A consumer's view on support during the dementia journey

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22 April, 2014

Soon it will be a year since my 'ex' - we shared this house - died from dementia. Or so the death certificate said.

From the very first, years ago, what has angered me is the total absence of a protocol requiring the medical profession to properly diagnose, and communicate to those directly affected, the onset of dementia. In fact the medical profession, always with certain exceptions of whom one is my urologist, are totally unwilling to communicate, or perhaps are incapable of communicating. It is almost as though they belong to the Order of Trappists.

Not once - NEVER - was Peggy formally diagnosed as a dementia patient. Not once - NEVER - was she referred to a specialist for evaluation. Not once - NEVER - was I told, nor was I advised, as to what the likely outcomes would be, and that included the onset of incontinence urinary and faecal. Not once - NEVER - was I asked whether I thought I could cope with those outcomes, not least because I was then already old. Those who should have done so would have known, or could easily have found out, that I was alone, with no family or relatives of any kind. In the event, everything happened on a 'make it up as you go along' basis.

As I discovered, what began as a series of 'oddities', of the kind that any one of us can demonstrate, gradually progressed to the point where, really, I could well have done with some assistance. Or at least a break. True, our Silver Chain organisation would come in each weekday morning, to give Peggy a shower. True, at some point when I had had to spend a few days in hospital because of eye problems, someone - friend, neighbour, or Silver Chain - arranged for Peel Crisis Respite Care to come for three nights, 'just in case', but what they may actually have done, I never knew. I rather doubt they would have had to deal with heavily soiled incontinence underwear, not once but two and three times during the night. I rather doubt that they would have had to clean a bathroom smothered in faeces, following what may have been a 'fit' of some kind. Again, not just once.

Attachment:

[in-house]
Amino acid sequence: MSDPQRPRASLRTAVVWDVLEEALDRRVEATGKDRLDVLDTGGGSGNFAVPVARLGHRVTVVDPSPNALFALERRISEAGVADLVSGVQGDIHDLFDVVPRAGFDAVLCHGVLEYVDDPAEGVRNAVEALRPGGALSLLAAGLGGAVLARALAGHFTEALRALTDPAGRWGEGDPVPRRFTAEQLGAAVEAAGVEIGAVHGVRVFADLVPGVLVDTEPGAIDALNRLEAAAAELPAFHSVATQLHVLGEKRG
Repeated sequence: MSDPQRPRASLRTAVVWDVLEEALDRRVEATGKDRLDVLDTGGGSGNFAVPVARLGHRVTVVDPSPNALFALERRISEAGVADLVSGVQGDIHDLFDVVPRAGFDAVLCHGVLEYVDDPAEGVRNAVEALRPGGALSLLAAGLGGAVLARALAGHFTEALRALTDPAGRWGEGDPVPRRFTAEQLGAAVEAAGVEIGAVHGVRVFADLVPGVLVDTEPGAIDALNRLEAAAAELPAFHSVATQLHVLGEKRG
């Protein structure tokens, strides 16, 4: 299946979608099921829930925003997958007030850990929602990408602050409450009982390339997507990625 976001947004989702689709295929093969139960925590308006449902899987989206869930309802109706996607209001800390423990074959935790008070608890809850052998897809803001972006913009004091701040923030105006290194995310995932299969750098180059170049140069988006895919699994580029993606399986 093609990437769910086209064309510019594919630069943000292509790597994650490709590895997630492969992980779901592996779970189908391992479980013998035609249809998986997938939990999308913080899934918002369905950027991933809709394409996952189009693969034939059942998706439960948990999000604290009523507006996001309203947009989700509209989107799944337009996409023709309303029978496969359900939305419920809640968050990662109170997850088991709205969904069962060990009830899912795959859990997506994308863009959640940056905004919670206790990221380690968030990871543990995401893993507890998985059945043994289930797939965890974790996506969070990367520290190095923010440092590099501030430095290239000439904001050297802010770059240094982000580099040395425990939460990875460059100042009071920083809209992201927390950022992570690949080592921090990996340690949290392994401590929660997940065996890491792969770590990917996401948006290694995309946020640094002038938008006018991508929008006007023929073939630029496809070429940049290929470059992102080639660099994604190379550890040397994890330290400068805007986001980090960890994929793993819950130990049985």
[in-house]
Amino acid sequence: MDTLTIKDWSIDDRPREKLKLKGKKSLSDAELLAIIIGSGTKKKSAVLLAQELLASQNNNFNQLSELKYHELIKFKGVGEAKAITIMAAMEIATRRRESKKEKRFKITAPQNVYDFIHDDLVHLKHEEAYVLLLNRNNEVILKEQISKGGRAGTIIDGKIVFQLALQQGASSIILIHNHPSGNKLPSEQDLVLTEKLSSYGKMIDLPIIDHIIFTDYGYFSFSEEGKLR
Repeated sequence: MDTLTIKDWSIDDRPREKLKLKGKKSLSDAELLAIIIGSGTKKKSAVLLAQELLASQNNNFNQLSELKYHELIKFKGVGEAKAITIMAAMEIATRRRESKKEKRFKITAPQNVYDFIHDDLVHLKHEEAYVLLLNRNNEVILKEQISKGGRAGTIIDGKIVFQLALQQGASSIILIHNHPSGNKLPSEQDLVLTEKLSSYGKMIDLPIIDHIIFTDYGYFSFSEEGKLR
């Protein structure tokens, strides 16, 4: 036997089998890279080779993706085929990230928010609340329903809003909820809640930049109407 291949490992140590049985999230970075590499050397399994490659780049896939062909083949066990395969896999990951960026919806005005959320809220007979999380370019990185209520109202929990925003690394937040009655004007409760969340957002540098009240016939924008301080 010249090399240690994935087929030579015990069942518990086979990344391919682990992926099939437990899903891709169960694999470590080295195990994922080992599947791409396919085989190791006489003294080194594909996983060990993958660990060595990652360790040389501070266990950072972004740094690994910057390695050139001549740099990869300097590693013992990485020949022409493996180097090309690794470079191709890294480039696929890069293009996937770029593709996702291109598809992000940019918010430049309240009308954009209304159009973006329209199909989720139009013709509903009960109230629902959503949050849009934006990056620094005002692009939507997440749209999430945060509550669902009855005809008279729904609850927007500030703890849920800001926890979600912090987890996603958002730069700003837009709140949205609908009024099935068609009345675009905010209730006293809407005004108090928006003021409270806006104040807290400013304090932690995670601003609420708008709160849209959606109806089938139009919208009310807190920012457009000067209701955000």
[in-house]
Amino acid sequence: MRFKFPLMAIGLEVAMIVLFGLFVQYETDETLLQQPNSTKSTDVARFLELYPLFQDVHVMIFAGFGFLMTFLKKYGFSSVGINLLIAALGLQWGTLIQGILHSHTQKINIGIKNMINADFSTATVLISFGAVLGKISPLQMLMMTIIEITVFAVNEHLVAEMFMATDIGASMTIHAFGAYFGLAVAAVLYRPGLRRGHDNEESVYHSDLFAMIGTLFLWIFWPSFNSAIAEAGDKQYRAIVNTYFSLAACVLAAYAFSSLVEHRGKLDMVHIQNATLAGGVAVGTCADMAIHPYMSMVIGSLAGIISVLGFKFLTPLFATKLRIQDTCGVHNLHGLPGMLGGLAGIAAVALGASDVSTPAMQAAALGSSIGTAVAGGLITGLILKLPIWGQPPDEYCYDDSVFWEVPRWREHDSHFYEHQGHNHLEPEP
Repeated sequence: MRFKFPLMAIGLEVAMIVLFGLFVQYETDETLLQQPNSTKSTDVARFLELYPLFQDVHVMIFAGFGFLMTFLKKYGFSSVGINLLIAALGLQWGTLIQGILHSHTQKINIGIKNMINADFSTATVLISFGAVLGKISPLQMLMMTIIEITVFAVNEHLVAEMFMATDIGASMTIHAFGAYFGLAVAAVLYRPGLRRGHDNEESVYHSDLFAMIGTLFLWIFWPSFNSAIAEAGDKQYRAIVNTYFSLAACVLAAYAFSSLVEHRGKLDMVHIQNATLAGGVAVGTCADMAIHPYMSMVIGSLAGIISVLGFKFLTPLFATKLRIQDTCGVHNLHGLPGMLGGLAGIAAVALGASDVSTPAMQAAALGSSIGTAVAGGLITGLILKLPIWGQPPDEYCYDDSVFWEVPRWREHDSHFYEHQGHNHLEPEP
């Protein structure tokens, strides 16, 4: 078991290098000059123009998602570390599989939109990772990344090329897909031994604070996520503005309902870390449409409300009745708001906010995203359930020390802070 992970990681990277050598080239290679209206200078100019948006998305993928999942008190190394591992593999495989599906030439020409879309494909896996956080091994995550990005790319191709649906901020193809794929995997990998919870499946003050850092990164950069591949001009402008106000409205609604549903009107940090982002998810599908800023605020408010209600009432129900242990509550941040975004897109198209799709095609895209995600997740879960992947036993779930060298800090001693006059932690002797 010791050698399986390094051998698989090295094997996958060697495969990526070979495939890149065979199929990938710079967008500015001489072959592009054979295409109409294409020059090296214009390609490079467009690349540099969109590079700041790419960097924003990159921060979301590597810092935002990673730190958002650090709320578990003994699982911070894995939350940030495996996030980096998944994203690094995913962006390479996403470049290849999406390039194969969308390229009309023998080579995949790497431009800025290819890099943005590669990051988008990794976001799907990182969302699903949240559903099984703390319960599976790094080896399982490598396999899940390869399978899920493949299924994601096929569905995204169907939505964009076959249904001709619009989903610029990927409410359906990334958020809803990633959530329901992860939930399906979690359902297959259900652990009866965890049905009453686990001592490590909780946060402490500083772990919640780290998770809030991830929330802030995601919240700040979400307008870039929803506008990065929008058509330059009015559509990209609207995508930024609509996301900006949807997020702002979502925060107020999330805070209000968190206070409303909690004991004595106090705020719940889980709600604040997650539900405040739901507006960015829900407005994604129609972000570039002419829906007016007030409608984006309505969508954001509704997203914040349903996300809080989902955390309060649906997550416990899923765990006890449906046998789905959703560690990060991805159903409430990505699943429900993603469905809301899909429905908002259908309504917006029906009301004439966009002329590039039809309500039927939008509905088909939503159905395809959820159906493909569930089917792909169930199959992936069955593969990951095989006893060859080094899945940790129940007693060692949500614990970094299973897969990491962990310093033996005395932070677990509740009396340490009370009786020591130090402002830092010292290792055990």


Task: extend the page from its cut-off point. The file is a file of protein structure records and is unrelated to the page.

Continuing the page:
When my neighbour picked me up from the hospital, nothing particular was said; nor, when we got back to the house, was anything said. However, once I was indoors I asked where Peggy was, to be told that between them they had arranged for her to go into respite for two weeks. That was excellent, since had I been there I dare say I would have prevaricated. I looked forward to all of the things I would do during that time. In fact, I did nothing. I just did not realise that it was I who was in need of respite. That there had been a toll taken from being woken two and three times during the night, night after night, to then not just get Peggy back to bed but to get her cleaned up first. Although I didn't realise it, my friend and neighbours had recognised that I was becoming exhausted.

Speaking of getting her cleaned up, frequently I was reminded of my niece in England who, when caring for her father, my elder brother, in one e-mail commented that she was having to "go to places a daughter should not have to". I knew only too well what she meant! 

There is so much more I could write. I will however include one anecdote, to illustrate my disquiet with the medical lot. At some point a condition arose with Peggy that, really, needed to be looked at. I prevailed on Peggy's GP to come and see her. In due course this woman turned up - carrying an infant in her arms! No sign of a doctor's 'black bag'; I don't recall seeing a stethoscope. How on earth did she expect to perform an examination under those circumstances? She couldn't, and didn't, and I thought then and continue to think that she never intended to do so.

Had I the power, I would immediately, somehow or other, guarantee that a proper diagnosis is made, and that those who must care for the patient are made aware of all that it entails. I have the idea that the public at large think that caring for someone is making sure they have a cup of tea and a biscuit when they want it, and some conversation. If only they knew the rocky road that can lie ahead for the carer.

I must add: dementia, like Alzheimer's, is referred to as a disease. In the sense that it is neither infectious nor contagious, it is not a disease. As I have written elsewhere, it is an ugly, debilitating, degrading, at times for the carer, disgusting, remorseless ailment, for which there is neither cause nor cure. I won't say that I resented all that I was having to do, although most certainly I did not relish it. Since there was nobody else, put simply it was down to me to do it all, and keep on doing it. In due course, Peggy just had to go into a nursing home; there was no option. There was no rejoicing at the release from all that I had had to do, but I suppose there was a sense of relief. She could not have been in a better place.